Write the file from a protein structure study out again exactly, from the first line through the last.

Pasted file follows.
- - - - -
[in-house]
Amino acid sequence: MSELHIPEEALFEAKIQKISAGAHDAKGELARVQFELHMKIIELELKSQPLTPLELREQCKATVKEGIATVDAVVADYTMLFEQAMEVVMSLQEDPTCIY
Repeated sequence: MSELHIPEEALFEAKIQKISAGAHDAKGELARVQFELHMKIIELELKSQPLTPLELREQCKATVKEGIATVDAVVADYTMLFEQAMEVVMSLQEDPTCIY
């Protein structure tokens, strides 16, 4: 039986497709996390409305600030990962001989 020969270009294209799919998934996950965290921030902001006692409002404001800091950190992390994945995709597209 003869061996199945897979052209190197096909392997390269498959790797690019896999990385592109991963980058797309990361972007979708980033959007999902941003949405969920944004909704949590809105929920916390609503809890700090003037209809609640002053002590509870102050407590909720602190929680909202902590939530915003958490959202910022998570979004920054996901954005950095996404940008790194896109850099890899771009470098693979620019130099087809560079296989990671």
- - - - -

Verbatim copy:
[in-house]
Amino acid sequence: MSELHIPEEALFEAKIQKISAGAHDAKGELARVQFELHMKIIELELKSQPLTPLELREQCKATVKEGIATVDAVVADYTMLFEQAMEVVMSLQEDPTCIY
Repeated sequence: MSELHIPEEALFEAKIQKISAGAHDAKGELARVQFELHMKIIELELKSQPLTPLELREQCKATVKEGIATVDAVVADYTMLFEQAMEVVMSLQEDPTCIY
């Protein structure tokens, strides 16, 4: 039986497709996390409305600030990962001989 020969270009294209799919998934996950965290921030902001006692409002404001800091950190992390994945995709597209 003869061996199945897979052209190197096909392997390269498959790797690019896999990385592109991963980058797309990361972007979708980033959007999902941003949405969920944004909704949590809105929920916390609503809890700090003037209809609640002053002590509870102050407590909720602190929680909202902590939530915003958490959202910022998570979004920054996901954005950095996404940008790194896109850099890899771009470098693979620019130099087809560079296989990671």